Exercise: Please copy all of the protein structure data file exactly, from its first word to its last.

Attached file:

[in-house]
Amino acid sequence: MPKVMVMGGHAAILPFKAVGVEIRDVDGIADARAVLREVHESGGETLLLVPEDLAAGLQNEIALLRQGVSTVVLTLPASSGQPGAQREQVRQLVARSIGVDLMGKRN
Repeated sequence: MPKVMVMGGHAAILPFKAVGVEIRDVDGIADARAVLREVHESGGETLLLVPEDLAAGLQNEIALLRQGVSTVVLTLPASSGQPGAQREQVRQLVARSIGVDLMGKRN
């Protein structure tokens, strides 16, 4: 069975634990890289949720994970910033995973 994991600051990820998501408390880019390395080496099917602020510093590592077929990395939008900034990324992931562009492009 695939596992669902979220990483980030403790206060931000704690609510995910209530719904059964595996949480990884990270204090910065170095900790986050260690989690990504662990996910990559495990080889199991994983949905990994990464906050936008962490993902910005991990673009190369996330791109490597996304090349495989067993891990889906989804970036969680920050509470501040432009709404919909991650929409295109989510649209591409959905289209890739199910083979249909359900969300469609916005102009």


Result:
[in-house]
Amino acid sequence: MPKVMVMGGHAAILPFKAVGVEIRDVDGIADARAVLREVHESGGETLLLVPEDLAAGLQNEIALLRQGVSTVVLTLPASSGQPGAQREQVRQLVARSIGVDLMGKRN
Repeated sequence: MPKVMVMGGHAAILPFKAVGVEIRDVDGIADARAVLREVHESGGETLLLVPEDLAAGLQNEIALLRQGVSTVVLTLPASSGQPGAQREQVRQLVARSIGVDLMGKRN
């Protein structure tokens, strides 16, 4: 069975634990890289949720994970910033995973 994991600051990820998501408390880019390395080496099917602020510093590592077929990395939008900034990324992931562009492009 695939596992669902979220990483980030403790206060931000704690609510995910209530719904059964595996949480990884990270204090910065170095900790986050260690989690990504662990996910990559495990080889199991994983949905990994990464906050936008962490993902910005991990673009190369996330791109490597996304090349495989067993891990889906989804970036969680920050509470501040432009709404919909991650929409295109989510649209591409959905289209890739199910083979249909359900969300469609916005102009």